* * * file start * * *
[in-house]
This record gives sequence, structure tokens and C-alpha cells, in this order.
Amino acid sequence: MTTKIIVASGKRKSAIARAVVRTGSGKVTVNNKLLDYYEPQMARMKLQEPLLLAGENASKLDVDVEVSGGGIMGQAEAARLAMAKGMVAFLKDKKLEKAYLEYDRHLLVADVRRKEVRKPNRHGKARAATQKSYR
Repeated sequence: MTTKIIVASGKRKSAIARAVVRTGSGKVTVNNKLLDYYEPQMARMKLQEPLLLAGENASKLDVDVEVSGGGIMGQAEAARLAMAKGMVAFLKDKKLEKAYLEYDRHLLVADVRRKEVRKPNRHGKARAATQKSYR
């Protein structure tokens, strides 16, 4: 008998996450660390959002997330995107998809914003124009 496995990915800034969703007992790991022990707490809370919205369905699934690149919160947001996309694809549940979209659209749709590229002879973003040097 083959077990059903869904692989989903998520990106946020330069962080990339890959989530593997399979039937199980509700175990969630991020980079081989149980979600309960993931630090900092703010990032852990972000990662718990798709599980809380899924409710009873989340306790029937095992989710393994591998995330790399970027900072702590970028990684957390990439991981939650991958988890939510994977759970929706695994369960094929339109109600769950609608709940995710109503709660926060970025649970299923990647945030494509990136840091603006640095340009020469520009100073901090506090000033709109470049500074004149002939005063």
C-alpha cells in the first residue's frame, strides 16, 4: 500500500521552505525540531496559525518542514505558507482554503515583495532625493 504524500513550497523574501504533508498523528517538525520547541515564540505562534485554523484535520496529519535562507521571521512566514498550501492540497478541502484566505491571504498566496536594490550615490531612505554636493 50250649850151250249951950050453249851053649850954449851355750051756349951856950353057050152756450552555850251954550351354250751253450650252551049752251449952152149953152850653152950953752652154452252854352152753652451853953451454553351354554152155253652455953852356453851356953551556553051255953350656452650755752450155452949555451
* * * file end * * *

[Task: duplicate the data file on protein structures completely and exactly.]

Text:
[in-house]
This record gives sequence, structure tokens and C-alpha cells, in this order.
Amino acid sequence: MTTKIIVASGKRKSAIARAVVRTGSGKVTVNNKLLDYYEPQMARMKLQEPLLLAGENASKLDVDVEVSGGGIMGQAEAARLAMAKGMVAFLKDKKLEKAYLEYDRHLLVADVRRKEVRKPNRHGKARAATQKSYR
Repeated sequence: MTTKIIVASGKRKSAIARAVVRTGSGKVTVNNKLLDYYEPQMARMKLQEPLLLAGENASKLDVDVEVSGGGIMGQAEAARLAMAKGMVAFLKDKKLEKAYLEYDRHLLVADVRRKEVRKPNRHGKARAATQKSYR
């Protein structure tokens, strides 16, 4: 008998996450660390959002997330995107998809914003124009 496995990915800034969703007992790991022990707490809370919205369905699934690149919160947001996309694809549940979209659209749709590229002879973003040097 083959077990059903869904692989989903998520990106946020330069962080990339890959989530593997399979039937199980509700175990969630991020980079081989149980979600309960993931630090900092703010990032852990972000990662718990798709599980809380899924409710009873989340306790029937095992989710393994591998995330790399970027900072702590970028990684957390990439991981939650991958988890939510994977759970929706695994369960094929339109109600769950609608709940995710109503709660926060970025649970299923990647945030494509990136840091603006640095340009020469520009100073901090506090000033709109470049500074004149002939005063």
C-alpha cells in the first residue's frame, strides 16, 4: 500500500521552505525540531496559525518542514505558507482554503515583495532625493 504524500513550497523574501504533508498523528517538525520547541515564540505562534485554523484535520496529519535562507521571521512566514498550501492540497478541502484566505491571504498566496536594490550615490531612505554636493 50250649850151250249951950050453249851053649850954449851355750051756349951856950353057050152756450552555850251954550351354250751253450650252551049752251449952152149953152850653152950953752652154452252854352152753652451853953451454553351354554152155253652455953852356453851356953551556553051255953350656452650755752450155452949555451